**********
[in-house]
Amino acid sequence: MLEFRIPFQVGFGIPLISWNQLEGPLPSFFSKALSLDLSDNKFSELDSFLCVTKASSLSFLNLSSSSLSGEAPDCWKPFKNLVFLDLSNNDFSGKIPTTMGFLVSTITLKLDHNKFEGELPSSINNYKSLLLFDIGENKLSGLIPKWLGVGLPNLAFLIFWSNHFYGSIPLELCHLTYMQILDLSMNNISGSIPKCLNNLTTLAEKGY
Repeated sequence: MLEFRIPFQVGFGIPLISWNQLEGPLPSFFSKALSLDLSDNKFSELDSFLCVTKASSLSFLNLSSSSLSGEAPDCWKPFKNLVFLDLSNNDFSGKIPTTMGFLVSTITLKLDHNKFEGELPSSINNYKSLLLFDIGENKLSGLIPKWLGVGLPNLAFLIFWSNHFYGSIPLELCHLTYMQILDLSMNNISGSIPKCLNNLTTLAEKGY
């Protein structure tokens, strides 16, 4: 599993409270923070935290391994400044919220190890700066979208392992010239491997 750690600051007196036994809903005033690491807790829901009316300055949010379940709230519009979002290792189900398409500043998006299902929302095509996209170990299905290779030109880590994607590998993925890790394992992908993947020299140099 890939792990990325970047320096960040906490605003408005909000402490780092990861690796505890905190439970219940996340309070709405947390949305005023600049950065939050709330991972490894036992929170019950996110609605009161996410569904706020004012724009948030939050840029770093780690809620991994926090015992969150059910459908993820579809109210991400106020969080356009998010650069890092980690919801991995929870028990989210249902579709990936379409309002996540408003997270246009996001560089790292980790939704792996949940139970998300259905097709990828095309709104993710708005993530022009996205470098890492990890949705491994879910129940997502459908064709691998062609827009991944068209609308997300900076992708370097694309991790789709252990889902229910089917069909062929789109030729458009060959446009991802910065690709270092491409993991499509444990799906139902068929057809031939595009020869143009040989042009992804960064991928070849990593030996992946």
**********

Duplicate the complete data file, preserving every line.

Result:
[in-house]
Amino acid sequence: MLEFRIPFQVGFGIPLISWNQLEGPLPSFFSKALSLDLSDNKFSELDSFLCVTKASSLSFLNLSSSSLSGEAPDCWKPFKNLVFLDLSNNDFSGKIPTTMGFLVSTITLKLDHNKFEGELPSSINNYKSLLLFDIGENKLSGLIPKWLGVGLPNLAFLIFWSNHFYGSIPLELCHLTYMQILDLSMNNISGSIPKCLNNLTTLAEKGY
Repeated sequence: MLEFRIPFQVGFGIPLISWNQLEGPLPSFFSKALSLDLSDNKFSELDSFLCVTKASSLSFLNLSSSSLSGEAPDCWKPFKNLVFLDLSNNDFSGKIPTTMGFLVSTITLKLDHNKFEGELPSSINNYKSLLLFDIGENKLSGLIPKWLGVGLPNLAFLIFWSNHFYGSIPLELCHLTYMQILDLSMNNISGSIPKCLNNLTTLAEKGY
């Protein structure tokens, strides 16, 4: 599993409270923070935290391994400044919220190890700066979208392992010239491997 750690600051007196036994809903005033690491807790829901009316300055949010379940709230519009979002290792189900398409500043998006299902929302095509996209170990299905290779030109880590994607590998993925890790394992992908993947020299140099 890939792990990325970047320096960040906490605003408005909000402490780092990861690796505890905190439970219940996340309070709405947390949305005023600049950065939050709330991972490894036992929170019950996110609605009161996410569904706020004012724009948030939050840029770093780690809620991994926090015992969150059910459908993820579809109210991400106020969080356009998010650069890092980690919801991995929870028990989210249902579709990936379409309002996540408003997270246009996001560089790292980790939704792996949940139970998300259905097709990828095309709104993710708005993530022009996205470098890492990890949705491994879910129940997502459908064709691998062609827009991944068209609308997300900076992708370097694309991790789709252990889902229910089917069909062929789109030729458009060959446009991802910065690709270092491409993991499509444990799906139902068929057809031939595009020869143009040989042009992804960064991928070849990593030996992946």